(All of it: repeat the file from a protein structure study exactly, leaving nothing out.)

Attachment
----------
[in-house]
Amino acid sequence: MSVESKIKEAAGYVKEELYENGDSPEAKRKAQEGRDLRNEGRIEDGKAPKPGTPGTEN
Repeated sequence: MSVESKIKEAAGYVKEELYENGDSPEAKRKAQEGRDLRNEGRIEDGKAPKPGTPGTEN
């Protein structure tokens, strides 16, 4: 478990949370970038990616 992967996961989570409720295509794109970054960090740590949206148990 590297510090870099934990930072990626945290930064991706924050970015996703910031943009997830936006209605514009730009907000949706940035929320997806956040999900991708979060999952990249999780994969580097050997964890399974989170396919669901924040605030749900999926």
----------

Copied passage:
[in-house]
Amino acid sequence: MSVESKIKEAAGYVKEELYENGDSPEAKRKAQEGRDLRNEGRIEDGKAPKPGTPGTEN
Repeated sequence: MSVESKIKEAAGYVKEELYENGDSPEAKRKAQEGRDLRNEGRIEDGKAPKPGTPGTEN
């Protein structure tokens, strides 16, 4: 478990949370970038990616 992967996961989570409720295509794109970054960090740590949206148990 590297510090870099934990930072990626945290930064991706924050970015996703910031943009997830936006209605514009730009907000949706940035929320997806956040999900991708979060999952990249999780994969580097050997964890399974989170396919669901924040605030749900999926």